By utilising what the NHIF can offer, you improve the lives of your workers and save your company money in one action.

Work with a network of more affordable medical providers: One way you can help to limit the value of health insurance claims your employees make is to restrict them to using a specific network of hospitals and clinics. Most insurance companies offer various levels of network, so you can choose a provider panel that works with your budget. 

Encourage staff to be savvy healthcare consumers: As your employees don’t have to pay for private health insurance themselves, they may not be very concerned about the prospect of premiums going up. However it is important to educate them, so they can be aware that if they overuse the privilege, there may be negative consequences.

For example some may not realise that if they use their full allocation of cover in a year (their annual maximum benefit), they will need to pay for any additional services out of their own pocket. Simply making staff aware of this will help to open their eyes: the more they use their private health insurance, the higher the costs will be.

To contribute towards keeping premiums down, you might encourage employees to be more assertive when dealing with medical providers. For example, they might ask whether expensive tests such as MRI scans are strictly necessary; or request generic or parallel imported alternatives to expensive branded drugs.

Again, these are messages you can communicate through an internal newsletter or intranet, or even an occasional workshop.

Shift more of the financial burden onto employees: You might consider changing the structure of your health insurance plan, so employees take more financial responsibility.

One option is to put a deductible in place – an amount that employees are responsible for paying themselves each year before they can start claiming on their health insurance. Alternatively, or in addition, you could ask employees to make co-payments – contributions towards the cost of each service they use. These could be set at different levels for different services.

You may not want to take these actions straightaway. But, again, mentioning them to employees as possible options to keep your company’s health expenditure under control might encourage them to work with you to keep your claims down.

Implement a flexible benefits scheme: This is certainly not a quick fix, but you might consider launching a flexible benefits scheme, where employees can choose the mix of benefits that suit them, up to a total maximum value.

Giving individual employees the power to decide on their own benefits is a great way to make them feel appreciated. And, at the same time, it enables you to put a cap on the claims they can make on your health insurance programme.

Giving individual employees the power to decide on their own benefits is a great way to make them feel appreciated.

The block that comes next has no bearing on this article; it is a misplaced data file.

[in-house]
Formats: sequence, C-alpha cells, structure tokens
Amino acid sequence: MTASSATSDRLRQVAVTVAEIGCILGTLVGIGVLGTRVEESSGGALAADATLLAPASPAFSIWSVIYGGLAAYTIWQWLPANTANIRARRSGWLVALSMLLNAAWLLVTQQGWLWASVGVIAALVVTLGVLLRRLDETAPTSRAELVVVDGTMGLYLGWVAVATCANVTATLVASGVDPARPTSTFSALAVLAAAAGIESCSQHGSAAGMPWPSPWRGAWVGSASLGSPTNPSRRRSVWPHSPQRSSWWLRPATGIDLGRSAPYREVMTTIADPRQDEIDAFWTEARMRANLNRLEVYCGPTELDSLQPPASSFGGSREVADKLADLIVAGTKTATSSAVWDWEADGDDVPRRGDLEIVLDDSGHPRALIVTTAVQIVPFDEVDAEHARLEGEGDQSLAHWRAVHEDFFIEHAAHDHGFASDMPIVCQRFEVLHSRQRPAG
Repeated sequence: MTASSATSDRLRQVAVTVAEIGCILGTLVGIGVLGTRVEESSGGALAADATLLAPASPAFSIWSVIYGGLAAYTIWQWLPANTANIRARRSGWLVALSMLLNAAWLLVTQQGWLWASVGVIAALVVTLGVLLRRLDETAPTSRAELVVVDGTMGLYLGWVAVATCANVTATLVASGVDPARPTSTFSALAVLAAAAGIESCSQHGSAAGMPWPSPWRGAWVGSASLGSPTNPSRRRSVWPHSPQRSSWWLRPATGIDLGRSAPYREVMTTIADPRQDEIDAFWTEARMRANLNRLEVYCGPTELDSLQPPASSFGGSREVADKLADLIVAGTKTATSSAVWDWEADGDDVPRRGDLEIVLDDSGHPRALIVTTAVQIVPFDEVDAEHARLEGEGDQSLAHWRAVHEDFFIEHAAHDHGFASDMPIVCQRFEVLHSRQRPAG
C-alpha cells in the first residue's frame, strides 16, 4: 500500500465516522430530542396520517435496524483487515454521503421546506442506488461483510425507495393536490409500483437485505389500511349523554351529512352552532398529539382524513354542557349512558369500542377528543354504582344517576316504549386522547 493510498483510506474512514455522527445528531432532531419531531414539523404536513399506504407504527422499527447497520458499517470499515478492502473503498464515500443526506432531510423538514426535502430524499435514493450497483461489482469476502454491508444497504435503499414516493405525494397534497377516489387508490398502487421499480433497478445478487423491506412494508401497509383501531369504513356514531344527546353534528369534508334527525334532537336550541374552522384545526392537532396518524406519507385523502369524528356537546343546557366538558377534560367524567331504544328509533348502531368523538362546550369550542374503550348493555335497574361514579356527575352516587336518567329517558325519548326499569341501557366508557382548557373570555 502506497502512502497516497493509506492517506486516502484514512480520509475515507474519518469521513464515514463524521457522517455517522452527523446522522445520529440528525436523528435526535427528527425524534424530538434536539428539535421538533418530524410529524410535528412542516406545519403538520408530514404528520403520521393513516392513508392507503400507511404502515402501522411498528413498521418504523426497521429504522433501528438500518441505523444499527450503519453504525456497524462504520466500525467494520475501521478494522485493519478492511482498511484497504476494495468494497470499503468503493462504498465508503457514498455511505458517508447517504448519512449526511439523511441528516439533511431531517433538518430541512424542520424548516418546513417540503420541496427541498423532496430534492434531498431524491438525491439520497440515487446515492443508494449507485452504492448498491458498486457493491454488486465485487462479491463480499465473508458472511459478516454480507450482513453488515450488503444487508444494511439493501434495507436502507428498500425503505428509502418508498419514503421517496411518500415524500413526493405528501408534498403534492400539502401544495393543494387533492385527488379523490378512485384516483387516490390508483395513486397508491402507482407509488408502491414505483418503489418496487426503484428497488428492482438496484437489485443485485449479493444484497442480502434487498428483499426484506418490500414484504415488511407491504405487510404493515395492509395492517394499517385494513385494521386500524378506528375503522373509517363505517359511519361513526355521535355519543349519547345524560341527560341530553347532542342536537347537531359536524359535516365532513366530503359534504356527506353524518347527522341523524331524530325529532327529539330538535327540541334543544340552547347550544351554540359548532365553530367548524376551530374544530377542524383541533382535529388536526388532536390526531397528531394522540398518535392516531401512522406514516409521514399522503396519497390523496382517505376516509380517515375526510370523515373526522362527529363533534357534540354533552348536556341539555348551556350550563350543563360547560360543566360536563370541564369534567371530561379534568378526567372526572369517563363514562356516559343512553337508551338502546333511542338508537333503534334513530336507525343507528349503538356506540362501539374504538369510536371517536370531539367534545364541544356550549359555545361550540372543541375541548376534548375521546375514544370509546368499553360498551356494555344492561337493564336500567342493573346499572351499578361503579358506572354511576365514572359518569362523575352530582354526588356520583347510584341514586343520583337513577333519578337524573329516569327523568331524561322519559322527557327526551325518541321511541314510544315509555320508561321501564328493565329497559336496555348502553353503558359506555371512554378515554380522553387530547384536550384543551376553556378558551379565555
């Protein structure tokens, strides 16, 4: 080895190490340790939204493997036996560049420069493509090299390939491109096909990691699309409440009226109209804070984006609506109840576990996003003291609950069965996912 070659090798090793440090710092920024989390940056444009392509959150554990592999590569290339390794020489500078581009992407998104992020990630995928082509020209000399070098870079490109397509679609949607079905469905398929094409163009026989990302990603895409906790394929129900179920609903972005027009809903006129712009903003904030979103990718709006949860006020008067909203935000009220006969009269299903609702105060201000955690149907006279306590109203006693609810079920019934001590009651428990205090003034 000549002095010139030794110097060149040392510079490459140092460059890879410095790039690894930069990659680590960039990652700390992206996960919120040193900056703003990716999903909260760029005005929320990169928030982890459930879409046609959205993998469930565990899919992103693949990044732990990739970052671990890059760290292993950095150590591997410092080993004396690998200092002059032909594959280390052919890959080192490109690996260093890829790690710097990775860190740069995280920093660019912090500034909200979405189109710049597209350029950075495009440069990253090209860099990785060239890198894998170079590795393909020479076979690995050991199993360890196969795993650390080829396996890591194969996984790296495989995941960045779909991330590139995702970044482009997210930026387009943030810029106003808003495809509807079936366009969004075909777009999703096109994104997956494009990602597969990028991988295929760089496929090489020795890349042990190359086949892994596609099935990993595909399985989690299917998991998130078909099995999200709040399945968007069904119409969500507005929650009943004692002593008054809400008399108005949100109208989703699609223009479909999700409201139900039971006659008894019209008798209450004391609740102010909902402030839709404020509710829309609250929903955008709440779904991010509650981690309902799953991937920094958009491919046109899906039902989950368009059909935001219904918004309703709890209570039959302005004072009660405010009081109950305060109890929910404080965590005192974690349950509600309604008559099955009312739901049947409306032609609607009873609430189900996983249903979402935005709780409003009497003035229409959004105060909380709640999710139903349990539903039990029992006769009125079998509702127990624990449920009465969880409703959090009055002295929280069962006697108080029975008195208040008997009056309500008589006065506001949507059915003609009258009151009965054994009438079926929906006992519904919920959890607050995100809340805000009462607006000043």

Taking control of your company’s health costs

Medical trend rates around the globe typically sit several percent above inflation rates, so Kenya isn’t unusual in this sense. But factors such as the increase in NCDs, the higher usage of services by insured people, plus the quirk that – unlike other sectors – higher demand does not bring down costs, means companies that offer healthcare to employees are feeling the pressure.

So it’s important to find ways to limit your expenditure while maintaining effective cover for the health needs of your workforce. An attractive health insurance scheme can be a major draw for prospective employees, helping you recruit the best people to work at your company. But of course you don’t want your existing staff to feel devalued, and you certainly don’t want to be taking risks with their health.

The tactics I’ve outlined above will help you bring claims under control given the current situation with healthcare inflation; and improve the chances that next year your health insurance premiums will go down, whatever happens to the medical trend rate.

If you’re interested in finding out more on the health insurance services Lifecare provides, get in touch with us today via the following form.

About the author: Alniz Popat, Founder and Chief Executive Officer

Alniz founded Lifecare 20 years ago in his native country Kenya to address the growing need for individual and corporate health insurance solutions. Soon thereafter Alniz expanded into Dubai, and in recent years he added yet another office with the establishment of Lifecare’s presence in Qatar. As CEO of Lifecare Alniz is responsible for the strategic direction of the business, and it is his drive and passion to help people get the right healthcare through affordable insurance that has resulted in Lifecare’s strong growth over the years. Today Alniz proudly oversees 100 caring and passionate employees who work tirelessly to deliver an excellent service to the 1,200 businesses and 25,000 members who are part of the Lifecare client portfolio. Alniz is a graduate of the University of Western Ontario, Canada in Finance and Economics, and is an active member of the Young Presidents’ Organisation in Kenya, and the World Presidents’ Organisation in the United Arab Emirates.